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Labor and Economic Opportunity

Career and technical education students showcase important role CTE plays in building state's talent pool

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LANSING, Mich. – Career and technical education students from across the state gathered under the Capitol dome Wednesday to show lawmakers the value of CTE in building Michigan’s talent pipeline.

From nursing preparation and cybersecurity programs, to culinary, marketing and engineering courses, Michigan's innovative thinkers and doers in career and technical education programs receive more than career-specific skills. CTE provides students with real-world application of subjects typically taught in the classroom and helps students build the 21st Century skills employers are desperately seeking.

Students working on robot

“Career and technical education better prepares all students for life after high school, no matter their post-secondary career path – be it a four-year degree, apprenticeship or specialized credential.” Talent and Economic Development Department of Michigan Director Roger Curtis. “The annual CTE Showcase is the perfect opportunity for students and educators to get in front of lawmakers, show off the innovation happening around the state in these programs and break down the stereotypes and misperceptions surrounding career and technical education. This is a viable pathway for all students, not just some students.”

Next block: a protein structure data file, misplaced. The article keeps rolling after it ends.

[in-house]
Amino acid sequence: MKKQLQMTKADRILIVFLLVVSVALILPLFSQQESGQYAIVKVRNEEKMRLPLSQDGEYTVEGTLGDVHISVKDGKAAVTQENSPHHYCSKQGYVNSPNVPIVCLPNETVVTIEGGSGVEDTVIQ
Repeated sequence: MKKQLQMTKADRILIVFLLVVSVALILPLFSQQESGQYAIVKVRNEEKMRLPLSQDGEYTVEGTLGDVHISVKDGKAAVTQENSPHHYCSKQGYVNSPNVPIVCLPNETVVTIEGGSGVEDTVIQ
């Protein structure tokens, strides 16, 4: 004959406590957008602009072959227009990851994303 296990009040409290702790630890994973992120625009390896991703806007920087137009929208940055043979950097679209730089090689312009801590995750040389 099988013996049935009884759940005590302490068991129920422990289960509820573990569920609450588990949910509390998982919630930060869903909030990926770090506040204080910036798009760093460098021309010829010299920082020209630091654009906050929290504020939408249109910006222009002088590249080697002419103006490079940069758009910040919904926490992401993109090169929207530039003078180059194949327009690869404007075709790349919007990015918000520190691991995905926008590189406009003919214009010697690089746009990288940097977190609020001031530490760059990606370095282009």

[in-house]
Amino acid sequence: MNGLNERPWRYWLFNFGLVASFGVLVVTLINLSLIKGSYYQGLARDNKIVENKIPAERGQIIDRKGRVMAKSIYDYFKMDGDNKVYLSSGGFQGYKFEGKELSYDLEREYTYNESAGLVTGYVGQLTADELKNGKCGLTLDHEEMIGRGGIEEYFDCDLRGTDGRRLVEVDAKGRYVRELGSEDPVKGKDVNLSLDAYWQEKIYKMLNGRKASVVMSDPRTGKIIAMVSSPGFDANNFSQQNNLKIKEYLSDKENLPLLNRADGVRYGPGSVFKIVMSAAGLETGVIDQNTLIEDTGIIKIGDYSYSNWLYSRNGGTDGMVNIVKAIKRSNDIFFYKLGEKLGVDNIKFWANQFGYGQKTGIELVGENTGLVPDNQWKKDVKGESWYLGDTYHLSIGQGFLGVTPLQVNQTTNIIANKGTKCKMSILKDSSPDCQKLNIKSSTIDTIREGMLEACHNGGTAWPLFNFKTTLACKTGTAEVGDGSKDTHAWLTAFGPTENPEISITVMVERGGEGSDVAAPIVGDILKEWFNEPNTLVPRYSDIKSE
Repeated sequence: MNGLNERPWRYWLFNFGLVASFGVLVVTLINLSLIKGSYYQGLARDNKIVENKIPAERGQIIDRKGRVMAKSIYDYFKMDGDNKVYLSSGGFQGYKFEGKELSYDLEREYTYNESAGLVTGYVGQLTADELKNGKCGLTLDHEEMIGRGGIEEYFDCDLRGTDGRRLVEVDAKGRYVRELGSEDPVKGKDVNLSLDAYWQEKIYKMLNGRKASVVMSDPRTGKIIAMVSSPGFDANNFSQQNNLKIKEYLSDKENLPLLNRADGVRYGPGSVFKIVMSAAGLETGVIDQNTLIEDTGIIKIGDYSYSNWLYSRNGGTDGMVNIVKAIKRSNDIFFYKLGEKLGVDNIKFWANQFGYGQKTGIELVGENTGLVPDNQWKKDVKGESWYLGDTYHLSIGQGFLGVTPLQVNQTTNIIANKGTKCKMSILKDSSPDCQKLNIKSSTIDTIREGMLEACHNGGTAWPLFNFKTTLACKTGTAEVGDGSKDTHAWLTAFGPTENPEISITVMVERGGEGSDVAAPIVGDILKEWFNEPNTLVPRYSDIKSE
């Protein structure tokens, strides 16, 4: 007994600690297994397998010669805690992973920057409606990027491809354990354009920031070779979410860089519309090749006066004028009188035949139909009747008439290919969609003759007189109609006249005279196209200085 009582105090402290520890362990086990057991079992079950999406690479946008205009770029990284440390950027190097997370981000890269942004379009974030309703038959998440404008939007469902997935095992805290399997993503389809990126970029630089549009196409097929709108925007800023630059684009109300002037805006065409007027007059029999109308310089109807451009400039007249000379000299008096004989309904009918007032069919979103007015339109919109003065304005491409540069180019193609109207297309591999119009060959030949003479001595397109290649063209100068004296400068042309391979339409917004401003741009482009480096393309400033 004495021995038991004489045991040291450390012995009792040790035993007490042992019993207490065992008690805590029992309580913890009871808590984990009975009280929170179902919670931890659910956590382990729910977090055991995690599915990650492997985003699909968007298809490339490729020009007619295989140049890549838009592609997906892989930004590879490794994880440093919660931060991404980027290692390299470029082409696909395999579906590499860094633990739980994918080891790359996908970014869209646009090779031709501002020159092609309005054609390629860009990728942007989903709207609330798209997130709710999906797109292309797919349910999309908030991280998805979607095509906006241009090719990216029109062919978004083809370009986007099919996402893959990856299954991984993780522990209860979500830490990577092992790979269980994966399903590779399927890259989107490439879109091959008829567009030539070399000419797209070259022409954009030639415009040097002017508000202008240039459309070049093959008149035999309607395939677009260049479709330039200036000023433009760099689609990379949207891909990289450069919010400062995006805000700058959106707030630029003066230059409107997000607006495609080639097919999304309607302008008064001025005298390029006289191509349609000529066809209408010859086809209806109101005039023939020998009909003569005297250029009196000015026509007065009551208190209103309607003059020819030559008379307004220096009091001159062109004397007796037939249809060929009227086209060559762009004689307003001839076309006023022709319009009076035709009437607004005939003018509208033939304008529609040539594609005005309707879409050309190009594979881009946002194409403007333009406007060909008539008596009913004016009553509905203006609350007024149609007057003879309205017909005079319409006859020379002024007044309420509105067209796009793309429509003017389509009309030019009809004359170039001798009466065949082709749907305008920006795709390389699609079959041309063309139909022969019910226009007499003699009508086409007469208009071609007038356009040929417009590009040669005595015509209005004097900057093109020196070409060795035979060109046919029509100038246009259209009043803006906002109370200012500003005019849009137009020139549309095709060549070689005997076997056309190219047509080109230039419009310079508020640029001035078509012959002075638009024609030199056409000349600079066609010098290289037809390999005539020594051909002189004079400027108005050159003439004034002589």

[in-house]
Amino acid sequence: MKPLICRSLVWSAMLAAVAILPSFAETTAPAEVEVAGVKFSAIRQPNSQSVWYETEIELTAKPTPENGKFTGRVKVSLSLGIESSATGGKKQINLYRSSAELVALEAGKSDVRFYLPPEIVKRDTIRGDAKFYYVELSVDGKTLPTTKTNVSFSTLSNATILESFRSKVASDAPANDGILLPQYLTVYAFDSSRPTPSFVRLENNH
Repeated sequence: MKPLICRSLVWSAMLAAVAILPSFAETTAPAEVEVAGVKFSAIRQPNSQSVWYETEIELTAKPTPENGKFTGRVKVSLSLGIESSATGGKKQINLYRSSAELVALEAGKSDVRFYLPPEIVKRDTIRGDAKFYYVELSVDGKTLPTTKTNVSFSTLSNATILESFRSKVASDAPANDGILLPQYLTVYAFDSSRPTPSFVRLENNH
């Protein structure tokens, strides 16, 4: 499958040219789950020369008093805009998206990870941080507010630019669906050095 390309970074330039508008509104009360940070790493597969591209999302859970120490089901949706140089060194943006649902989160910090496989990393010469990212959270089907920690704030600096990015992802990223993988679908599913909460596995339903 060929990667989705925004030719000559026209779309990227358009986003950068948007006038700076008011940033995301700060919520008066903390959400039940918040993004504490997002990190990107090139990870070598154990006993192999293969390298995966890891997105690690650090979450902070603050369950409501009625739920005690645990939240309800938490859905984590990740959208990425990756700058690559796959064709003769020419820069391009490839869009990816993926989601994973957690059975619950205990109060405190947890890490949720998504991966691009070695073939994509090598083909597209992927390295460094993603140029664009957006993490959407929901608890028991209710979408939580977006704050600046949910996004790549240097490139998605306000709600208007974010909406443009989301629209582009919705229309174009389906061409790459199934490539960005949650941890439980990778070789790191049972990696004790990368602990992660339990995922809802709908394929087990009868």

Since 2015, CTE programs in Michigan have added nearly 5,000 students, making the total number of high schoolers enrolled in these high-tech, innovative programs an impressive 109,000-plus in 2017.

“Michigan students thrive when they have an opportunity to see the practical application of academic content taught in the classroom,” State Superintendent Brian Whiston said. “Career-tech programs provide our educators with another tool to do just that, while playing a major role in developing the state’s talent of the future and preparing all students to become lifelong learners.”

As state leaders look to focus more on competency-based education, career and technical education leaders hope to use CTE course structures as pioneering examples.

“CTE programs have long-been a guiding example of competency-based education,” Alpena Public Schools CTE Director and CTE Showcase lead Joyce McCoy said. “We’re excited about all the momentum being built around these amazing programs. And being able to share the stories and products of these students today with our state’s leaders is a great way to highlight the value and merits of these innovative and rigorous programs.”

Programs participating in today’s showcase, include:


  • Lenawee Intermediate Tech Center’s Nursing Preparation course
  • Branch Area Career Center’s Electrical Technologies program
  • Marcellus Middle/High School’s  Digital and Multimedia Design program
  • Utica Community Schools’ Woodworking program
  • Newaygo County Career and Tech Center’s Mechatronics course
  • Muskegon Area Career and Tech Center’s Criminal Justice program
  • Wexford-Missaukee ISD’s Applied Construction Technology course
  • Wilson Talent Center/Ingham ISD’s Cybersecurity/Digital Forensics program         
  • Cheboygan High School’s Auto Maintenance & Light Repair class
  • Careerline Tech Center’s Marketing Sales and service program
  • St. Clair County Tech Center’s Welding Technology course
  • Detroit Cass Technical High School’s Graphic Communications program                 
  • Allegan County Tech Center’ Engineering/CAD/Mechanical Draft class
  • Owosso High School’s Culinary Arts course
  • Tuscola Area Career Center’s Culinary Arts program